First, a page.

You are on page 1of 30

1

OPTICAL ISOMERISM
R W Grime

Ripon Grammar School

Molecular mirror images
Optical isomerism and chirality

Enantiomers and racemates

Self-Test: recognising optical isomers from structural formulae
Polarimetry: recognising optical isomers by experiment
Examples of optical isomers and their importance
thalidomide

carvone

limonene

2

• All molecules have a mirror image –
but for most molecules it is the same
molecule.

H

H

H

C

C

H
F

H
F

fluoromethane

H

3

• For some molecules the mirror image
is a different molecule (the mirror
image is non-superimposable).

H

OH

OH

C

C

COOH
CH3

(-) lactic acid
in sour milk

HOOC
H3C

H

(+) lactic acid
in muscles

.4 • Left and right hands are an example of non-superimposable mirror images.

b a a C C c d d c b 5 .• This usually happens when a molecule contains a C atom with four different groups attached (chiral / asymmetric C). • Such molecules are said to be chiral or optically active.

D/L or more correctly R/S.6 • The optical isomers are called enantiomers. • These are distinguished by +/-. • A 50/50 mixture of the two enantiomers is called a racemic mixture or a racemate and shows no optical activity .

TASK Some of the following molecules are optically active. For each one. Click again to see if you are correct. a) propan-2-ol e) butanone b) 2-chlorobutane f) 2-methylbutanoic acid c) 1-chlorobutane g) butan-2-ol d) 3-methylhexane h) 1-chloro-3-methylpentane 7 . click its name below and decide whether it is optically active or not.

propan-2-ol CH3 CH CH3 OH NOT OPTICALLY ACTIVE Click here to go back to the optical isomerism task 8 .

2-chlorobutane CH3 CH CH2 CH3 Cl H CH2CH3 CH2CH3 C C CH3 Cl H3C Cl OPTICALLY ACTIVE Click here to go back to the optical isomerism task H 9 .

1-chlorobutane CH2 CH2 CH2 Cl NOT OPTICALLY ACTIVE Click here to go back to the optical isomerism task CH3 10 .

3-methylhexane CH3 CH2 CH CH2 CH2 CH311 CH3 H CH2CH 2CH 3 CH2CH2CH 3 C C CH3 CH2CH 3 CH3 CH3CH2 OPTICALLY ACTIVE Click here to go back to the optical isomerism task H .

12 O butanone CH3 C CH2 CH3 NOT OPTICALLY ACTIVE Click here to go back to the optical isomerism task .

13 propan-2-ol CH3 CH CH3 OH NOT OPTICALLY ACTIVE Click here to go back to the optical isomerism task .

2-methylbutanoic acid CH3 CH3 CH2 CH3 O CH C CH2CH3 CH2CH3 C C H COOH H HOOC OPTICALLY ACTIVE Click here to go back to the optical isomerism task 14 OH CH3 .

OH butan-2-ol CH3 CH3 CH2 15 CH CH3 CH2CH3 CH2CH3 C C H OH H HO OPTICALLY ACTIVE Click here to go back to the optical isomerism task CH3 .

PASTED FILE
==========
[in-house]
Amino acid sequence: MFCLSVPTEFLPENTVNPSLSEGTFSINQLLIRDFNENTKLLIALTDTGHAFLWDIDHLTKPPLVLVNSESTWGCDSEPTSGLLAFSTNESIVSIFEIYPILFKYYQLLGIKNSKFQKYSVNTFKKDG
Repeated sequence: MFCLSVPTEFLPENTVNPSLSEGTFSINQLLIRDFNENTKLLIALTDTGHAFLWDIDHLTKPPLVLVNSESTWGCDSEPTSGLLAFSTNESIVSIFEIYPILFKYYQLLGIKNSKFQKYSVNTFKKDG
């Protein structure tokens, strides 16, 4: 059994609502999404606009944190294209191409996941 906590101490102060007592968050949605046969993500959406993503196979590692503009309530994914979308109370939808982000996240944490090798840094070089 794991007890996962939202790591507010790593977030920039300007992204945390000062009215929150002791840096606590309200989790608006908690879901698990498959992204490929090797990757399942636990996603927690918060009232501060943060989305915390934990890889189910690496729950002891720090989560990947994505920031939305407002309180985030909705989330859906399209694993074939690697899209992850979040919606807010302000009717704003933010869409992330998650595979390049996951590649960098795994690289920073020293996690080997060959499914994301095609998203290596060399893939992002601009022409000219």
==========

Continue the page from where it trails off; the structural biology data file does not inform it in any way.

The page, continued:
CH3 1-chloro-3-methylpentane CH3 CH3 CH2 CH Cl CH2 CH2 CH2CH3 CH2CH3 C C H CH2CH2Cl H CH2ClCH2 OPTICALLY ACTIVE Click here to go back to the optical isomerism task CH3 16 .

• Their reaction with other chiral molecules . • Enantiomers have identical chemical and physical properties.17 • Molecules that are optical isomers are called enantiomers. except: • Their effect on plane polarised light.

18 .• Light is a form of electromagnetic radiation.

19 • The wave vibrations are perpendicular to the direction of travel of the wave. normal light (waves vibrate in all directions) plane-polarised light (vibrates in only one direction) plane-polarised light after clockwise rotation .

20 • Optical isomers rotate the plane of plane polarised light. (-)-enantiomer (anticlockwise rotation) (+)-enantiomer (clockwise rotation) (±)-racemate (no overall effect) .

hw.ac.POLARIMETERS can be used to analyse the effect optical isomers have on plane polarised light: Heriot Watt University has a web page with an interactive tutorial and self-test questions about this topic: http://scholar.asp?outline 21 .uk/site/chemistry/activity5.

• This is like the idea that a right hand does not fit a left handed glove – the molecule must be the correct shape to fit the molecule it is reacting with.• Chiral molecules often react differently with other chiral molecules. • Many natural molecules are chiral and most natural reactions are affected by optical isomerism. 22 .

• For example. only one enantiomer usually occurs (e. • In nature. all natural amino acids rotate polarised light to the left). along with many other molecules. most amino acids (and so proteins) are chiral. 23 .g.

with one enantiomer only having the beneficial effect. 24 . thalidomide. e. the other enantiomer can even be harmful.• Many drugs are optically active. • In the case of some drugs.g.

ac.bris.uk/motm/thalidomide/start. • This led to many disabilities in babies and early deaths in many cases.chm.html 25 . The photographs are both from ‘Molecule of the Month’ at Bristol University: http://www.• In the 1960’s thalidomide was given to pregnant women to reduce the effects of morning sickness.

26 O NH O O O H2C NH O C C N CH2 H O S thalidomide (effective drug) The body racemises each enantiomer. so even pure S is dangerous as it converts to R in the body. O N CH2 H2C H O R thalidomide (dangerous drug) .

27 .• Thalidomide was banned worldwide when the effects were discovered.

28 Your nose is chiral too! .

H2C C H CH3 R carvone (spearmint) .CH3 CH3 29 O O H C CH2 H3C S carvone (caraway seed) Caraway Seed has a warm. pungent. slightly bitter flavour with aniseed overtones.

CH3 CH3 CH2 C H H 30 C CH2 CH3 H3C S limonene (lemons) R limonene (oranges) .